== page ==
A lot of people, myself included, might have underestimated the magnitude of molding this year’s basketball team into a contender. There’s a slew of reasons to like each player individually, but chemistry is so important in college basketball, and one of the surest ways to develop the leadership, selflessness, and abilities of a good basketball team is trial by fire. Unfortunately, sometimes that fire is going to burn along the way. See: Monday night.
It’s a harsh dose of reality for we loyal Cyclone basketball supporters who have grown accustomed to winning during this decade. However, I’ve re-adjusted my expectations for this basketball season. The goal is still the NCAA Tournament, but there might be a few more bumps along the road to get there, especially early-on.
What I hope to see out of Iowa State this season is a team that learns what it takes to win basketball games as the year progresses. The players must learn to make sacrifices for the team and Coach Prohm must put the players in the best position to find success. That’s something that Campbell has done very well with the football team and I believe Prohm can do the same on the hardwood.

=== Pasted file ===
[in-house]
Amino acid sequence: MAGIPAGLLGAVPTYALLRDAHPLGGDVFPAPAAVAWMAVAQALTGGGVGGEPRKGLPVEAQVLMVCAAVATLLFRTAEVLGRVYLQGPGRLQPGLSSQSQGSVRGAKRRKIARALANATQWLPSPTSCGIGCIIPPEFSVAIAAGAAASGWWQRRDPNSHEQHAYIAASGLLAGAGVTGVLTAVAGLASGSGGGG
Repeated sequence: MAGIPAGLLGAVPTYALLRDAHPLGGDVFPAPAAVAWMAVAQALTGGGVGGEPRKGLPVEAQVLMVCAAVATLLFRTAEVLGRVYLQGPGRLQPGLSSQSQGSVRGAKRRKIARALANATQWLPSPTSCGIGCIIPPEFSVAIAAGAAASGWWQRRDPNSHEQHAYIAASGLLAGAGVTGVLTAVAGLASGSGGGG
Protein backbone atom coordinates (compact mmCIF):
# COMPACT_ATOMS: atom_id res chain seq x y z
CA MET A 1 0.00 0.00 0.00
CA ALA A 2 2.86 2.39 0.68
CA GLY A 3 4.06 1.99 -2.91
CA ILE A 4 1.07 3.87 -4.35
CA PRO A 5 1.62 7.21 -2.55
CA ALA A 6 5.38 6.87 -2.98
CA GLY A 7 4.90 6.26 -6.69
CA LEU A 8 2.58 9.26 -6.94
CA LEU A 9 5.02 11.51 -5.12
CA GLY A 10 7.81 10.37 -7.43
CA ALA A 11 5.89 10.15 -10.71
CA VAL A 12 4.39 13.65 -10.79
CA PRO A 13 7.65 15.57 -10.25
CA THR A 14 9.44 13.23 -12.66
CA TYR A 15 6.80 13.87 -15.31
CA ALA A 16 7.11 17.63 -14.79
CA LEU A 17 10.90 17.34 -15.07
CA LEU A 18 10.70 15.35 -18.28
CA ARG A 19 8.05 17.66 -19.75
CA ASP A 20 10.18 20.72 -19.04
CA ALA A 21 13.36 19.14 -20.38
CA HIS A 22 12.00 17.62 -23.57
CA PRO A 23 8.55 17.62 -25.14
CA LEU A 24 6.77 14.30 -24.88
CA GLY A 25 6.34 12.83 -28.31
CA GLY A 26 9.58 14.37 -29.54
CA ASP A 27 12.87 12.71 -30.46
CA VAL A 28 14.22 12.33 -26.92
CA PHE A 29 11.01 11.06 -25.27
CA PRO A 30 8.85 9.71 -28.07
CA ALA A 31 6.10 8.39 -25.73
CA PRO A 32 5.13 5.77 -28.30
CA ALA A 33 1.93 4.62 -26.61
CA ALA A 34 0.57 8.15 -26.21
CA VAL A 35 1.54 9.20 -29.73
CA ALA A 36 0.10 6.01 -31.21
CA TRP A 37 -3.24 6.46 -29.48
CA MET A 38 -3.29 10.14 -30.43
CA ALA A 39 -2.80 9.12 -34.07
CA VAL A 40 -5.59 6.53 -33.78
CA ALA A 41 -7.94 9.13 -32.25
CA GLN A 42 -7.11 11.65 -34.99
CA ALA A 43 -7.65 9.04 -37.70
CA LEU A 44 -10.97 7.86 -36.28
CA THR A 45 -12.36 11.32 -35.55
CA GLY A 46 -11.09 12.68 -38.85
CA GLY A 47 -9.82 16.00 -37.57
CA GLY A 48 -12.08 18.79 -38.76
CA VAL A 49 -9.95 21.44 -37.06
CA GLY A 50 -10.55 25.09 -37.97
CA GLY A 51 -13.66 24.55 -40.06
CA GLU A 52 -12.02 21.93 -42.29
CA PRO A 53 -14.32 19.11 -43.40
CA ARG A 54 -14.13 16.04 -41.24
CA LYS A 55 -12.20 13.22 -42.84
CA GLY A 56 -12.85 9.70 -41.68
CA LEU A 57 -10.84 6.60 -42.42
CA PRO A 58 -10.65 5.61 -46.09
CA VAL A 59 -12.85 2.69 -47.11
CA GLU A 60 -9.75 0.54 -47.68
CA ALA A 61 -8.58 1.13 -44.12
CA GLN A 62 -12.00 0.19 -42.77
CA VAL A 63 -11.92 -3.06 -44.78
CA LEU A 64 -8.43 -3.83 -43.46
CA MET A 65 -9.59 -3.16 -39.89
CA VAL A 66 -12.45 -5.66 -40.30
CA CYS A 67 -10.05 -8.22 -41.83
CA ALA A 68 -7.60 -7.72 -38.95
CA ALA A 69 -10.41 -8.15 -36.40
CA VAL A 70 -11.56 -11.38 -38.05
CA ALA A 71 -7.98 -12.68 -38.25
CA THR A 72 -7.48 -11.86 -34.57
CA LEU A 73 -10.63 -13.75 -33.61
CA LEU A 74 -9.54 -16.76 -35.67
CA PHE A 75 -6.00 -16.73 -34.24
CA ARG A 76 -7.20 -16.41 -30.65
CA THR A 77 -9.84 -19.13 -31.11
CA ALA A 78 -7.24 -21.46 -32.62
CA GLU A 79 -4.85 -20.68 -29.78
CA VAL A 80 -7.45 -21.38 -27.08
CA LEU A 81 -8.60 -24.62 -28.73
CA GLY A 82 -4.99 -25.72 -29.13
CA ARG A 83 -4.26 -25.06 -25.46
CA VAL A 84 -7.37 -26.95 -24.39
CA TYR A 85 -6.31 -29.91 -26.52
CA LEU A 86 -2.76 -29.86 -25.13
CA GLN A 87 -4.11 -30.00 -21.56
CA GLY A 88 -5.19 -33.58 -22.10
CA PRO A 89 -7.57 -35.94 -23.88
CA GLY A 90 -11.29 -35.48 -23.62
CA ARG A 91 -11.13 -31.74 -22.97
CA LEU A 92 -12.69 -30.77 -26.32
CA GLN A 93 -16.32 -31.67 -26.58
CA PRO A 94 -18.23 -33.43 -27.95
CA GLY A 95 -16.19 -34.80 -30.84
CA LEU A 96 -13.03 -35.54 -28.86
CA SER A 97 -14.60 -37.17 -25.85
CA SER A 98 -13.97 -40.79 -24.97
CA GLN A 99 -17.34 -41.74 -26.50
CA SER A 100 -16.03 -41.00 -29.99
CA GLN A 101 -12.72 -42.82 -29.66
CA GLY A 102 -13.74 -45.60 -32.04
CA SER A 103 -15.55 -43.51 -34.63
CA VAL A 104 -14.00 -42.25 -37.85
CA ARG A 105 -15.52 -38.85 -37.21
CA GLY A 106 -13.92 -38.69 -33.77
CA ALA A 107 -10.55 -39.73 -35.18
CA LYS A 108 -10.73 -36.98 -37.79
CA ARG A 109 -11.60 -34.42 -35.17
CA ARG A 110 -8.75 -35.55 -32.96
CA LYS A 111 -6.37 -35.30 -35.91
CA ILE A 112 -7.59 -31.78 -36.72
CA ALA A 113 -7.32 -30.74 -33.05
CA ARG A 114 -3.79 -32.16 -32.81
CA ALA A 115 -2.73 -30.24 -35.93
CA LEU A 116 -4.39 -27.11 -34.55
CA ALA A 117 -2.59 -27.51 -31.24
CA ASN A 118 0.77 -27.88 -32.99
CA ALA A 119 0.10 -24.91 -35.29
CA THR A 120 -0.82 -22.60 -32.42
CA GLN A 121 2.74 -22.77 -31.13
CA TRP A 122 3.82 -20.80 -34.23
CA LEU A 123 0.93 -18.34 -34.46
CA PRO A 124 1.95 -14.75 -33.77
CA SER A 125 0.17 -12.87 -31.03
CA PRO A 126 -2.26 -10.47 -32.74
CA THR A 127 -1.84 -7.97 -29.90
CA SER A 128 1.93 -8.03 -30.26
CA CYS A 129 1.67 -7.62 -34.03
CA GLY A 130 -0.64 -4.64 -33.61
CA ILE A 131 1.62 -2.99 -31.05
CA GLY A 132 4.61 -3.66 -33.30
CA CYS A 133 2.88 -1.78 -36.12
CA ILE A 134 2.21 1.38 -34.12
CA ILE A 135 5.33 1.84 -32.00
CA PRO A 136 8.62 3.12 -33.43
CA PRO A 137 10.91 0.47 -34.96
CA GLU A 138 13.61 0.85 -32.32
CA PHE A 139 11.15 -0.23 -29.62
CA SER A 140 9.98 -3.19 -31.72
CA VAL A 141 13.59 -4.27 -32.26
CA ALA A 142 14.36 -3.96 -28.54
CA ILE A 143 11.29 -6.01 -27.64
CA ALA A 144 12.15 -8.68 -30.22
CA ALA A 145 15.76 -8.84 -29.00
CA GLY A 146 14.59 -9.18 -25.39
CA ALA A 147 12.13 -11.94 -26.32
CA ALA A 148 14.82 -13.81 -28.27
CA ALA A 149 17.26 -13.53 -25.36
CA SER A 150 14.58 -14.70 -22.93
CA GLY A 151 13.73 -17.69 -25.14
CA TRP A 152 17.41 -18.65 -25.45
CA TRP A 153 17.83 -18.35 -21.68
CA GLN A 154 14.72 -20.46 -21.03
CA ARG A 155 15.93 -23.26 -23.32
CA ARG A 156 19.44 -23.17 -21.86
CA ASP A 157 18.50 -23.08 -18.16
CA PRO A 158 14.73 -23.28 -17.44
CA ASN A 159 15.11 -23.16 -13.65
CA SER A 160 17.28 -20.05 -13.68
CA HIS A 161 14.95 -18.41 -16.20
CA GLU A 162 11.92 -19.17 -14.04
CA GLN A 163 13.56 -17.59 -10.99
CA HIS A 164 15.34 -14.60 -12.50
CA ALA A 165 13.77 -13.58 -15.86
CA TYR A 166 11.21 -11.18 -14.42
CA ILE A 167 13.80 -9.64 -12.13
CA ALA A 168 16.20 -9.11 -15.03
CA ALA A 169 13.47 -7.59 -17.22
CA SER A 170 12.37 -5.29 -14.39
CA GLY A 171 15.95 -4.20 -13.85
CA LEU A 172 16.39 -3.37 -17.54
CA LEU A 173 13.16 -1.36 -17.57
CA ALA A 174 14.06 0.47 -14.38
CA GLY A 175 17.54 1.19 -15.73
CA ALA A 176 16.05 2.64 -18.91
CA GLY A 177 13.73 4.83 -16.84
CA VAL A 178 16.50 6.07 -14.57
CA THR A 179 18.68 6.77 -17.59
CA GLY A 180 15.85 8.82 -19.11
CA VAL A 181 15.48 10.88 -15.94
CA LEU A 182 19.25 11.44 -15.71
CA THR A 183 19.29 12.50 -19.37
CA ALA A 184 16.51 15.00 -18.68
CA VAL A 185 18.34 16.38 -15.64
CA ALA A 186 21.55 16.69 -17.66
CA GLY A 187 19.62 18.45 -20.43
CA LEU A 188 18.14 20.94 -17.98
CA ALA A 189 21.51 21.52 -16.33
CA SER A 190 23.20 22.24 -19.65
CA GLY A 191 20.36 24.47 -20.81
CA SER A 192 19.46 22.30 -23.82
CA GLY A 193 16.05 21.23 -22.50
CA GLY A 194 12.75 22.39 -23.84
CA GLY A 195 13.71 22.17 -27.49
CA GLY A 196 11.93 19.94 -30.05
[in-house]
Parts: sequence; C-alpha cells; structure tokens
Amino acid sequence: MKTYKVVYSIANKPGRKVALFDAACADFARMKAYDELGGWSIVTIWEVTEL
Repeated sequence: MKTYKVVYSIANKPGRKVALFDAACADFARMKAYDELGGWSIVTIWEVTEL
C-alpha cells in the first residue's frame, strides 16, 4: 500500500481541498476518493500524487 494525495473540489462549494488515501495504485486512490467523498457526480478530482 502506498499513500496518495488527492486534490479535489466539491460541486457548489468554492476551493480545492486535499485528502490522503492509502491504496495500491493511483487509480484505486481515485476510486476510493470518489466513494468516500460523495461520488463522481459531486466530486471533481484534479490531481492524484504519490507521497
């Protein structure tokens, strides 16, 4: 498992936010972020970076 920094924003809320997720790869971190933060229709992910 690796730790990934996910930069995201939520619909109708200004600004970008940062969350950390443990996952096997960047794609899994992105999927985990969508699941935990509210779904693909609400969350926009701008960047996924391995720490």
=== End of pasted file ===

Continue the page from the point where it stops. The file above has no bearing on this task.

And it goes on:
It’s always easy to get down after tough losses by the teams we hold near and dear to our hearts, but don’t give up on the Cyclones. Whether it’s having the game literally ripped out of our hands in Jack Trice Stadium or sitting through an early-season (major) growing pain in Hilton Coliseum, we as fans must stay the course. After all, that’s what our coaches are preaching to their players right now.